The Minakami Dojo has a mandatory Black Belt class once a month. It involves an hours and a half of practice, and then a half hour lecture from Minakami Shihan. This month Shihan talked about etiquette and paying respect. The crux of his message was that paying respect was a key part of etiquette, and etiquette was a way to make those around you feel better, and make the world a more enjoyable place.
By paying respect to those who have taught you, you honor the skills you have developed and you give an offering of gratitude to the people who have given you access to those skills. The offering of gratitude reinforces the value of the skills and reminds you that you could not have developed those skills without guidance.
By observing etiquette you make the world nice, and those around you comfortable. One of the examples of etiquette that Minakami Shihan talked about was keeping the Dojo clean and orderly, in particular keeping the shoes in an orderly row. I found this example interesting because it was about how to treat the world around you, not about what to say when, or to whom. And I find that for me a clean and orderly environment is gratifying.
But then I looked up the definition of etiquette, which is–according to the American Heritage Dictionary–“The practices and forms prescribed by social convention or by authority.” And I wondered, is there a society where disorder is more comfortable than order? And if so, does that society value the world around it? I can’t think of a society that prefers disorder, except perhaps the society of adolescents in the Western world, and that society is defined by its resistance to authority and its unhappiness with the world around it. And the Western world responds by keeping adolescents isolated in their own world.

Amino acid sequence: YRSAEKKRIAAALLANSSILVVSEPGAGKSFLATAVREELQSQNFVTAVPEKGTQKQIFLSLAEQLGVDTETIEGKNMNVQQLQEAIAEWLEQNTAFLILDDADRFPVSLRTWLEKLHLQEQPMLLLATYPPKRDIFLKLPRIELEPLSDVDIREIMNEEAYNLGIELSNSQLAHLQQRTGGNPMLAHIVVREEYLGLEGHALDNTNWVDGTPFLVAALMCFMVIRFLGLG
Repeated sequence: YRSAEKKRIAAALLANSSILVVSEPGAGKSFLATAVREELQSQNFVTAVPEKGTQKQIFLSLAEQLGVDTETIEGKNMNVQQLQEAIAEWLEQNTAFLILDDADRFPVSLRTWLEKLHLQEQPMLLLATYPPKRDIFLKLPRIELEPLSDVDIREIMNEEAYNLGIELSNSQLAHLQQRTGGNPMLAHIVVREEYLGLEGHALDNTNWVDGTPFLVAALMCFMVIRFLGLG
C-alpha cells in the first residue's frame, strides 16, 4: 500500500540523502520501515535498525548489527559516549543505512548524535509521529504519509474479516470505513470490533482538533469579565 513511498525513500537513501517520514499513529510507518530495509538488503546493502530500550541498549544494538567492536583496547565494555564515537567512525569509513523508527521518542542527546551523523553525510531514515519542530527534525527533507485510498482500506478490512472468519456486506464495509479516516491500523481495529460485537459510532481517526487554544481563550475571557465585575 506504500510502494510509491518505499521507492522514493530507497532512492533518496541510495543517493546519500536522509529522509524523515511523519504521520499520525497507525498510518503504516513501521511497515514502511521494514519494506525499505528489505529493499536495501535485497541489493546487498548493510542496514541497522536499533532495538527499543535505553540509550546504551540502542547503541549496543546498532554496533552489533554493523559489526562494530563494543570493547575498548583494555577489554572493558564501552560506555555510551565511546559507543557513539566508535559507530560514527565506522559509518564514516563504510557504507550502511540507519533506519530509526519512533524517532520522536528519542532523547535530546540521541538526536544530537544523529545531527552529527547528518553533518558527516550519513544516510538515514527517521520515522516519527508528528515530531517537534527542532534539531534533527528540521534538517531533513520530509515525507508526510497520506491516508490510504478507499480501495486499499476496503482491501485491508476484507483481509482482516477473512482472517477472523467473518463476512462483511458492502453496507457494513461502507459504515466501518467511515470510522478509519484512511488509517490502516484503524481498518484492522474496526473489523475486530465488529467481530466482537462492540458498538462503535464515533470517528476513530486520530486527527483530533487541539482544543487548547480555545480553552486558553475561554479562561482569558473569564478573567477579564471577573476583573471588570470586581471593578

I pondered this concept of etiquette off and on as I cleaned house today–thinking about the difference between etiquette that makes the world nicer, and rules that cast certain people’s behavior as evil and justifies their exclusion from a given group. Obviously there is a difference, but just what is it?
Then, at the book store this evening, I came across a small hardcover called Why Manners Matter: The Case for Civilized Behavior in a Barbarous World. The essay posits that manners help each generation avoid “the human tendency to regress to barbarism,” and explores the case for manners, how manners connect us to the things we cherish, and how manners help shape the ways in which we nourish our individual humanity.
But I wonder, again, as I did when I was cleaning house, just whose manners are we talking about? Barbarism is defined–in the American Heritage Dictionary–as “an act, trait, or custom characterized by ignorance or crudity.” The Greek root of the word barbarism is barbaros, which means “non-Greek, foreign.” So do manners or etiquette make the world nice for everyone, or just for those in your group who share the same values? And do we use manners and etiquette to unite or divide people?